Wholesale not “crying wolf” on driver shortage – Bielby
FWD Chief Executive James Bielby points out the sector’s struggles as they grapple with the HGV driver crisis
Just as the worst effects of Covid look to be over, an issue that could potentially pose a bigger crisis for the food distribution industry has rolled up. Quite literally in fact, with a shortage of drivers having huge impact on the supply chain.
In some ways the two things are related. The shortage of delivery drivers follows what for some has been an 18-month shortage of customers. Too few drivers to deliver from depots and distribution centres means runs get cut short and a few customers don’t get the stock they need. But that’s only going to be a problem if there are enough drivers to deliver the stock into wholesalers in the first place.
And there just isn’t. It’s taken a while to reveal itself but now a combination of the long-term decline in HGV driver numbers, Covid restrictions and the impact of Brexit have conspired to leave us speeding towards a cliff edge, with seemingly no one driving at all.
In a meeting with representatives of industry, Department of Transport Minister Baroness Vere was nonchalant in the face of mounting evidence. She said there was “a perception that the industry was crying wolf.”
To which our response was; are schools concerns that they will have to close because they can’t feed the children ‘crying wolf’? Are slowly-returning restaurants and pubs, desperate for the stock they need so they can throw their doors open and welcome back full capacity ‘crying wolf’? Are shops in remote and vulnerable communities, where they’re the only source of food, ‘crying wolf’ when their distributor can’t get to them? And wholesalers, making the impossible choice of which of their customers not to supply: presumably they are crying wolf too.
It’s not that the government isn’t aware of the problem. The crisis in haulage has been on its radar for years and it’s heard all the warning of an ageing driver population and a lack of new entrants to the sector. It might even have calculated that Brexit would see many EU nationals leaving the driver market in the UK, or that others might prefer to take the offer of furloughing themselves rather than expose themselves to a raging pandemic.
Where the government has got this catastrophically wrong is in its insistent that this is a medium- to long-term problem and therefore needs medium- to long-term solutions. To believe this, ministers have to cover their ears and pretend the wolf howls they can hear are coming from much further away than they really are.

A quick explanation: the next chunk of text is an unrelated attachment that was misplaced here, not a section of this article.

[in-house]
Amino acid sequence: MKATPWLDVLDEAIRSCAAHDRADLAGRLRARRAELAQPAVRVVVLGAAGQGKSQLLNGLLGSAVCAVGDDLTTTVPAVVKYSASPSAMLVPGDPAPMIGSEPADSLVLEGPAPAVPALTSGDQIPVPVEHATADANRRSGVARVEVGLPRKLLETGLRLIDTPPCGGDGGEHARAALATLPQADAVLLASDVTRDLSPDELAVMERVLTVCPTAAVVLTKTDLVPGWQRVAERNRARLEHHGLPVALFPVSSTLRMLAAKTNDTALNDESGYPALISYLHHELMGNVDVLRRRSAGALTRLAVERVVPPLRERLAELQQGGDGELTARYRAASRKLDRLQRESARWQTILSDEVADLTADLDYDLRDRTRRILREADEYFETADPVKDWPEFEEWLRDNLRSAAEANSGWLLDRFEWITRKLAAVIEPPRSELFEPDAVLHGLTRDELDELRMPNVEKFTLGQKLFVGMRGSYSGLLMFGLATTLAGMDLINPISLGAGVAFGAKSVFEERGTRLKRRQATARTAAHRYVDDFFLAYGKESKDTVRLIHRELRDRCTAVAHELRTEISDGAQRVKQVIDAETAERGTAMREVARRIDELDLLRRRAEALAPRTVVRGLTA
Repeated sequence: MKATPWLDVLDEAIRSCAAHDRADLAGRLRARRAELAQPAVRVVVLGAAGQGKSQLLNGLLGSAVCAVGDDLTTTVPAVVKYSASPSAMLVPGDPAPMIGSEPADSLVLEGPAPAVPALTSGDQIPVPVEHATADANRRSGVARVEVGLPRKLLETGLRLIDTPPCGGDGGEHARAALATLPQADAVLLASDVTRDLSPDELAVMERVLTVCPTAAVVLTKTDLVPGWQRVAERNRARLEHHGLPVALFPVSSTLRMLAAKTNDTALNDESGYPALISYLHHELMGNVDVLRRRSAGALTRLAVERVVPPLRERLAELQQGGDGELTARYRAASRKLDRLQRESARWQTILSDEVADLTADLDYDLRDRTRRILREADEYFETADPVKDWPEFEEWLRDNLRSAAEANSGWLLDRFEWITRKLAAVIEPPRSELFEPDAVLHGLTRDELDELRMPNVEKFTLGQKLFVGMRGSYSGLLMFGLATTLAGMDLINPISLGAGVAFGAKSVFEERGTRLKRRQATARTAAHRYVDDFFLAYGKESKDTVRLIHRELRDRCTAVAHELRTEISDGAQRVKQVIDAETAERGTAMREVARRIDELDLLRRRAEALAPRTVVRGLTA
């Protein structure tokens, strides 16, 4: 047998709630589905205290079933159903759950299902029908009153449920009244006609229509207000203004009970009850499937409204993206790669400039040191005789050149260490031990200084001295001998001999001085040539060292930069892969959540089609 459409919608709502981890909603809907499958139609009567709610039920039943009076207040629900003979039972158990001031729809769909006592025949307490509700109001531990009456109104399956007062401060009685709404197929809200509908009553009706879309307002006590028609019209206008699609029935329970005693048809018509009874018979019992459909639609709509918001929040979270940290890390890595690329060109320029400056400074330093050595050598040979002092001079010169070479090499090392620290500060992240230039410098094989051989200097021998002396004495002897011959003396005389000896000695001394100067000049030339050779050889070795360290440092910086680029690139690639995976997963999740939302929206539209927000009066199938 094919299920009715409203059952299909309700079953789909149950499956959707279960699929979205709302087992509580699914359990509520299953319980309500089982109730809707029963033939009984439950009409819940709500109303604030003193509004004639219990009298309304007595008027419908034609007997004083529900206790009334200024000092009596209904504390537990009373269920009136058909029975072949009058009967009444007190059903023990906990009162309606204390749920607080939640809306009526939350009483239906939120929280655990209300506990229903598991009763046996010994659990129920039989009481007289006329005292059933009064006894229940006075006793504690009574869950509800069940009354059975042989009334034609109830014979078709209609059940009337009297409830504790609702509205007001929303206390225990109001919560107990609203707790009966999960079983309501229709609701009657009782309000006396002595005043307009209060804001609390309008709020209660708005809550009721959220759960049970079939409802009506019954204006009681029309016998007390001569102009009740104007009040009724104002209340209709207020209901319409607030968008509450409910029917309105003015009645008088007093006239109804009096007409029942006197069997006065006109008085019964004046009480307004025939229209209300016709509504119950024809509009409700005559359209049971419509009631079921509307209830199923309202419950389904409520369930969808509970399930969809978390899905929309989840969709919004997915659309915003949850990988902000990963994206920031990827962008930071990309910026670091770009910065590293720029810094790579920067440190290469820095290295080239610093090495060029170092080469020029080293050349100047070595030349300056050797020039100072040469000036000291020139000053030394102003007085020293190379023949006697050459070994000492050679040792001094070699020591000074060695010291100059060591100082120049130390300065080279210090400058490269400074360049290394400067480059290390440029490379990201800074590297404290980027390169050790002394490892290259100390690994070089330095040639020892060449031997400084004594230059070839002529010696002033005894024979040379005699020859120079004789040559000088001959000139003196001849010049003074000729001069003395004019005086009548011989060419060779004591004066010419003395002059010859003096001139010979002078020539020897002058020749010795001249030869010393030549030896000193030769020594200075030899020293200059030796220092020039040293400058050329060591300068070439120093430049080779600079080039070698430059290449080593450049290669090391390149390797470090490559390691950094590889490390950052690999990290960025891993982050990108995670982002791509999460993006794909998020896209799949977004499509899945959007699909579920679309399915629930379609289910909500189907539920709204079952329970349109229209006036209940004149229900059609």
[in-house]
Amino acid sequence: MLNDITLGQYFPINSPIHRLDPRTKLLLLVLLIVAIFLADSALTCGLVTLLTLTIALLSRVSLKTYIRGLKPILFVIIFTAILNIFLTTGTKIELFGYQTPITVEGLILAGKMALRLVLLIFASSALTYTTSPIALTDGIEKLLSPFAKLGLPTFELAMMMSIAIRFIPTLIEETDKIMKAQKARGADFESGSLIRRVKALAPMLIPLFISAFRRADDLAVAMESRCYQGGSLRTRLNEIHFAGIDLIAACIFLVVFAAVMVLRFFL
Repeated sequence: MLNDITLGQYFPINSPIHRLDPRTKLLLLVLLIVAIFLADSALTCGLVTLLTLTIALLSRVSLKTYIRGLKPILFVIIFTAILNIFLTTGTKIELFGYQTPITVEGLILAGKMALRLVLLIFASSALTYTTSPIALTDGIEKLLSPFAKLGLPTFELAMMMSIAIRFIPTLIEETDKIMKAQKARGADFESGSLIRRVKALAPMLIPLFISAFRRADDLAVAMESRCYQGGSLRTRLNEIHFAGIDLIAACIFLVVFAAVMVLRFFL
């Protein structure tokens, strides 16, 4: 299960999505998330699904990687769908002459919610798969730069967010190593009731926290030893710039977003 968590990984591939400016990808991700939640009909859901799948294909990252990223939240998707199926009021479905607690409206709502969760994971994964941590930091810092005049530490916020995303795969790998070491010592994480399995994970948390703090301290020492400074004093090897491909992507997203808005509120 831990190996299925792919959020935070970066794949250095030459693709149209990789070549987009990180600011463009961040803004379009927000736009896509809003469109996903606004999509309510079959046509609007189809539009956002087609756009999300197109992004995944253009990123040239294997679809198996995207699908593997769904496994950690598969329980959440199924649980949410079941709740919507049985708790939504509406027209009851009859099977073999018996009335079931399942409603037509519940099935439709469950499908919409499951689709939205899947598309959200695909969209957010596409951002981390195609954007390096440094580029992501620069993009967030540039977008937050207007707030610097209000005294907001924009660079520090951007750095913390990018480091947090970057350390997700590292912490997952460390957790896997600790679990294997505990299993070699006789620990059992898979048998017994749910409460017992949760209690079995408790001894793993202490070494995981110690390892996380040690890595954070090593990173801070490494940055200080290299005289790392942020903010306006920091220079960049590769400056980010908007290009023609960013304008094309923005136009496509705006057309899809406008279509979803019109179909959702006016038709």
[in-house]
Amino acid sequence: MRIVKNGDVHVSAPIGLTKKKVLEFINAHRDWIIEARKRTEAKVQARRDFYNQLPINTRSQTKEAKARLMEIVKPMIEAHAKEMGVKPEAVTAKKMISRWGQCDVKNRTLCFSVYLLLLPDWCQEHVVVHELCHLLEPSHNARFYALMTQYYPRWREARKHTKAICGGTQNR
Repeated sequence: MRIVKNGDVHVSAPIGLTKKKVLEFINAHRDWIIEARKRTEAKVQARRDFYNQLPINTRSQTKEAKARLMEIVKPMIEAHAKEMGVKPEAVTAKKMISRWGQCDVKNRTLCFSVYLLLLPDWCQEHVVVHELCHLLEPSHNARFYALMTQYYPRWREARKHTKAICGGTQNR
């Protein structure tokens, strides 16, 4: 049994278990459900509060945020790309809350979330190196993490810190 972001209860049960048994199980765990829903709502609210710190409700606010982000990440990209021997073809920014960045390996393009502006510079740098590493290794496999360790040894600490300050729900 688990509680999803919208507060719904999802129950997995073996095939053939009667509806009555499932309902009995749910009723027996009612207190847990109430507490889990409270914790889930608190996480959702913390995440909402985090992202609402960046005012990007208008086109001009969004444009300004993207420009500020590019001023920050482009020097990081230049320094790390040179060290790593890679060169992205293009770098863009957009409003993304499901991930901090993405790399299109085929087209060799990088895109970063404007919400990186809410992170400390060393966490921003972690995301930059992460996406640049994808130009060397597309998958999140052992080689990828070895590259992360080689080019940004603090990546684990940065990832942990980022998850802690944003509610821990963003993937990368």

It’s bad now; with millions of us desperate to enjoy someone else’s hospitality in pubs and restaurants over the next couple of months it’s only going to get worse. Earlier this month, FWD predicted that wholesalers would not have met customer demand had the original Freedom Day gone ahead as intended on June 21 and we told the government it had less than a month to find a solution and avert an even bigger crisis before its revised date of July 19.
And still we haven’t got to the worst of it – that will come in September, when schools, workplaces and hospitality will all be competing for an increasingly scarce resource.
So we’ll be in the ear of government day and night until it listens. We have suggested a temporary extension of drivers’ hours, an end to furlough for HGV drivers and a Seasonal Visa Scheme for qualified lorry drivers from the EU and beyond. A temporarily waiving of requirements for medical certs and CPC for those which have run out would help fill vacancies, as would placing HGV drivers on the Shortage Occupation List and welcoming back some of those who left the UK when it left the EU.
Will they listen? They will if enough people shout loud enough. There is a growing coalition of trade bodies standing beside us, but we need the whole food distribution chain, both suppliers and wholesalers, to add their names as well.driver shortage FWD Government HGV drivers James Bielby